Happy Friday! Greetings from Los Angeles, where I’ve been spending the past six weeks interning with Ticketmaster’s Distributed Commerce team and falling in love with the local music, food and people. If this is your first time reading Water & Music (nearly 100 new subscribers have joined since the last issue, bringing the total to over 500!), please introduce yourself simply by replying to this email—I’d love to get to know you better!
As a super brief summary, Ticketmaster’s Distributed Commerce team is responsible for finding and implementing new opportunities to sell tickets off-platform—i.e. integrating the Ticketmaster API with sites like Facebook and Bandsintown, so you can purchase tickets without leaving those sites (what we call the “native flow”). I’ve been tasked with diving deeper into just how well these off-platform sales are doing, particularly on Facebook. It’s definitely much more of a tech and e-commerce role than a music role; my biggest takeaways have been equal parts learning about the nuances of ticketing economics and honing my skills in communicating rigorous data analysis in a clearer, more actionable manner. It’s also been fascinating to get an inside perspective on how all the moving parts of a corporate behemoth like Live Nation work together, and the challenges/opportunities that arise along the way—whereas previously I could only observe as an admittedly skeptical journalist from the outside (in fact, I first got connected with the Live Nation team after writing this article
last year about what the company could do better :P).
This month’s subject line is an important question to ask regardless of what industry you’re in. Depending on your role or sector, you might define innovation input and output as entries on a balance sheet, defined by something along the lines of expenditures ÷ sales for new products. I’m more interested in zooming out and looking at the bigger picture: on an ideological level, what exactly is the link between innovation and process in the music industry? Should innovation itself be the process, or merely a side effect?
I began thinking about this question after reading a LinkedIn post
by Brad Porteus about what we can learn about innovation from the Grateful Dead. Porteus’ first takeaway immediately caught my eye, and ultimately set the tone for this newsletter: “Innovation is an output, not an input.” In other words, the Grateful Dead’s creative and financial breakthroughs were not due to a five-year strategic innovation agenda that the band laid out ahead of time, but rather simply from a “desire to create and distribute their art,” while empowering their fans. Sticking to simple, strong values can reap high rewards.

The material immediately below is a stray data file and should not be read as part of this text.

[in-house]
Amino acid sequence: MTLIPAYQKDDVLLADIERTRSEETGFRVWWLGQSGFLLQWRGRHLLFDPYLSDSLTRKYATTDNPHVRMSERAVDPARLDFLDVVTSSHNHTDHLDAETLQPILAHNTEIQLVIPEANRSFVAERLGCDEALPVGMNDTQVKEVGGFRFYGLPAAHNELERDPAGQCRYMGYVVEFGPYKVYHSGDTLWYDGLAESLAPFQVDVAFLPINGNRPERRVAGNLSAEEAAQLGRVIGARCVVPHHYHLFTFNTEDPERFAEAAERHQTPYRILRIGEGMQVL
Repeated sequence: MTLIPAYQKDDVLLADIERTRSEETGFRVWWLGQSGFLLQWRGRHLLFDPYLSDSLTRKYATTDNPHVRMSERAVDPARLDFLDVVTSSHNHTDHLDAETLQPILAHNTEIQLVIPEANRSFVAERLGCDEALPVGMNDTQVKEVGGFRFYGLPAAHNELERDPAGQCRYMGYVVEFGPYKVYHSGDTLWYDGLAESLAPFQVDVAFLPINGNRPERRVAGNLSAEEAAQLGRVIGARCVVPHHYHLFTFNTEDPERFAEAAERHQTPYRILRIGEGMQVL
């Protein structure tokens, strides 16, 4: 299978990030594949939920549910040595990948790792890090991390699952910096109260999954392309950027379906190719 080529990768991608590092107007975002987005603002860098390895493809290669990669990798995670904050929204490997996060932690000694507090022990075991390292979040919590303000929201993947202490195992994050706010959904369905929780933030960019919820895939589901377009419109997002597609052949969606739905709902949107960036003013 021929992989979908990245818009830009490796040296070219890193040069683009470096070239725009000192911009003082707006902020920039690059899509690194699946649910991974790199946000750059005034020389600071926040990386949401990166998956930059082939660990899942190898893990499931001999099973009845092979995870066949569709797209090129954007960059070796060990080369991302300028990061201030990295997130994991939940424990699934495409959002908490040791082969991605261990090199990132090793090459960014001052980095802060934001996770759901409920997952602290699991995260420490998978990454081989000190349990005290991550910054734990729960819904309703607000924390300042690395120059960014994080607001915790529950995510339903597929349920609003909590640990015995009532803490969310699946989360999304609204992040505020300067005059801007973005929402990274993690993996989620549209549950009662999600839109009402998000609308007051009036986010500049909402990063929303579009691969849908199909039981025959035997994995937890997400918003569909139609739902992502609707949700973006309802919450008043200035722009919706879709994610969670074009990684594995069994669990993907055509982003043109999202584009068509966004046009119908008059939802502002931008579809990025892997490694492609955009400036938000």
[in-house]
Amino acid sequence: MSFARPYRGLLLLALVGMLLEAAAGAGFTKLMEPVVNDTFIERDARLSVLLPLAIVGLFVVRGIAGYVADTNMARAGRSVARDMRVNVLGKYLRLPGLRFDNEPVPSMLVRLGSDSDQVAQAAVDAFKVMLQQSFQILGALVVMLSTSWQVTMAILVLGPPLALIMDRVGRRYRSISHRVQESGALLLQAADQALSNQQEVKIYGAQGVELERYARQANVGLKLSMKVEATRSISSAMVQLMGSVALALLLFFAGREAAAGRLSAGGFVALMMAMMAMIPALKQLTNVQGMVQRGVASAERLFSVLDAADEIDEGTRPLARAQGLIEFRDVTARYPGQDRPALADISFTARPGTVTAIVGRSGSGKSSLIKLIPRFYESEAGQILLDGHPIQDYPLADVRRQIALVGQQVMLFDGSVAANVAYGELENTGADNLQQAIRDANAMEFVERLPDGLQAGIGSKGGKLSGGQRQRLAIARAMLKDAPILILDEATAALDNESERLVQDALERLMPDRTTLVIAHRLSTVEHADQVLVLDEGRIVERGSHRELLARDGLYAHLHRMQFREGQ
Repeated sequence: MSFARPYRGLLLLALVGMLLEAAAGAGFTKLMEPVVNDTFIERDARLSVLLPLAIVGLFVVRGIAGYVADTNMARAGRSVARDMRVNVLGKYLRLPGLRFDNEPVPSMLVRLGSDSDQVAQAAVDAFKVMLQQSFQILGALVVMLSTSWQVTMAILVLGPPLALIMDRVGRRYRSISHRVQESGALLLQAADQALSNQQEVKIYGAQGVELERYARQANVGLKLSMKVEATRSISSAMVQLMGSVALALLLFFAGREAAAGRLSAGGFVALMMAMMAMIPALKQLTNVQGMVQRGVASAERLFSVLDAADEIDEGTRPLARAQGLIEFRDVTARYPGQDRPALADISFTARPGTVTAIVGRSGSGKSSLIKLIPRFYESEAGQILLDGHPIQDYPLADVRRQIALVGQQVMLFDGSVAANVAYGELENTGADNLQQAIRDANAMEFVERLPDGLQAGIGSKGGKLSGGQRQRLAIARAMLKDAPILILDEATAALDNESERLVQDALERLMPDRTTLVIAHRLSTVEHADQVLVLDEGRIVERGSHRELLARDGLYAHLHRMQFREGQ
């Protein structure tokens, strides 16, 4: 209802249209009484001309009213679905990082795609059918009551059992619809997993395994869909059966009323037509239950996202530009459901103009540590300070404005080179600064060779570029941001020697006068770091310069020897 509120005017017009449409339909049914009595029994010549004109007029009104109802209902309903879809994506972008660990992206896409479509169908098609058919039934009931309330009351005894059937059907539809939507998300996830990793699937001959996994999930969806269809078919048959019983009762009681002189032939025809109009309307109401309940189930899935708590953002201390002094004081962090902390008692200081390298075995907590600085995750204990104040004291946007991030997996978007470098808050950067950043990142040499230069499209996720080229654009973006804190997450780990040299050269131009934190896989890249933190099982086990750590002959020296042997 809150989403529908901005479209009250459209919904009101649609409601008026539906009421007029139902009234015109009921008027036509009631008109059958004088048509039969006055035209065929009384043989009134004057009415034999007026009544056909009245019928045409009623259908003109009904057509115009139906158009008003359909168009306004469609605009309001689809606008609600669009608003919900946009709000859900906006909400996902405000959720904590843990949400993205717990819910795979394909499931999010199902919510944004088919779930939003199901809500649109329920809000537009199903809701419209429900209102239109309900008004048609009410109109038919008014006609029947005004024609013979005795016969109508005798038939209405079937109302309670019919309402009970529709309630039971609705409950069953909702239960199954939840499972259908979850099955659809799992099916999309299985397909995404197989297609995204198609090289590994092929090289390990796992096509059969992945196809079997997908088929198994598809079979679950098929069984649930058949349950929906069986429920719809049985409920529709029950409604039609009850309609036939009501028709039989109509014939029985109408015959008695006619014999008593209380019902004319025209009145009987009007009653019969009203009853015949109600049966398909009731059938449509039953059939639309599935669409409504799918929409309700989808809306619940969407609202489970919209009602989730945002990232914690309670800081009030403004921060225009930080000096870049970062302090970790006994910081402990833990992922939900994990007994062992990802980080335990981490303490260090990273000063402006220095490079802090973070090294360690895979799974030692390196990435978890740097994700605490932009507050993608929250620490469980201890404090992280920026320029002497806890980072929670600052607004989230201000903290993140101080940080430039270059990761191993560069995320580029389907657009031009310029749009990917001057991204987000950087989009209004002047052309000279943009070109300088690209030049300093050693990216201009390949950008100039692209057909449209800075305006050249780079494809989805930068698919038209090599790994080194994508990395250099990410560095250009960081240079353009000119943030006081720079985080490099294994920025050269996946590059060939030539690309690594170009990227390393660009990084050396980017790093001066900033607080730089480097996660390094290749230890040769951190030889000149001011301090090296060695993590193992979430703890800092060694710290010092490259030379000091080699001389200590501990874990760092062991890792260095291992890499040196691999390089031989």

Next, I came across this op-ed
that two professors penned for the New York Times
about America’s faulty prioritization of innovation over maintenance. Using NYC’s failing subway system as a starting point, the authors argue that Americans tend to “fetishize innovation as a kind of art,” while “demean[ing] upkeep as mere drudgery.” As more and more academic and corporate resources are funneled into researching innovation rather than upkeep, we risk losing sight of our present circumstances and our capabilities to keep our existing structures afloat.
In my opinion, these two arguments—innovation itself is not an agenda, and innovation cannot trump the value of maintenance—contrast starkly with how the music industry wants to shape its own future. Firstly, many are positing (justifiably so) that innovation is
an agenda that the music business has been dismissing for way too long. One of the best articulations of this argument comes from Samuel Potts, Head of Radio at Columbia Records UK and the brain behind the Buzz Jam
movement, who devoted his latest blog post
to outlining how “music should be a verb” or even an API in itself, atop which coders and the music industry can collaborate more closely. The recent rise of music accelerators
like Techstars Music and Zoo Labs certainly fuels the innovation-as-input movement as well.
Secondly, as someone who’s always on the lookout for new music, I rarely equate “music” with “maintenance.” At its most exciting, music never stays still.
Yet, in reality, maintenance is a significant yet oft-undervalued component of any artist’s career, both on indie and major levels. Just as some companies can spend as much as 40% of software development resources on fixing infrastructure rather than on building out new features, artists and their teams spend a good chunk of their day monitoring streams and social media, doing press and making sure they’re getting paid the right amount of money, rather than actually making art.
As I discuss in my latest article
, however, companies that make maintenance easier for artists often get left behind in the VC world because two conflicting definitions of innovation are at stake. The New York Times
op-ed defines innovation as a “social process,” taking place over a long period of time and involving multiple actors; this aligns well with the current fragmented state of the music industry, in which substantial progress requires the consensus of multiple siloed stakeholders with complex incentives (*cough blockchain cough*). VCs, on the other hand, tend to measure the success of innovation both by ROI and by velocity; they appreciate simplicity.
So, to go back to the subject line, two possible answers come to mind. Either music innovation is an input: an accelerator, a hackathon, a corporate division, a methodology that can be taught. Or, music innovation is an output: a positive residual effect of a slower but more robust process, defined by sticking to one’s core brand and value set while keeping an eye on the stakeholders around you that are truly underserved—regardless of the technological sophistication involved.
Or, maybe the best music innovation is a yet-to-be-realized combination of both. What do you think?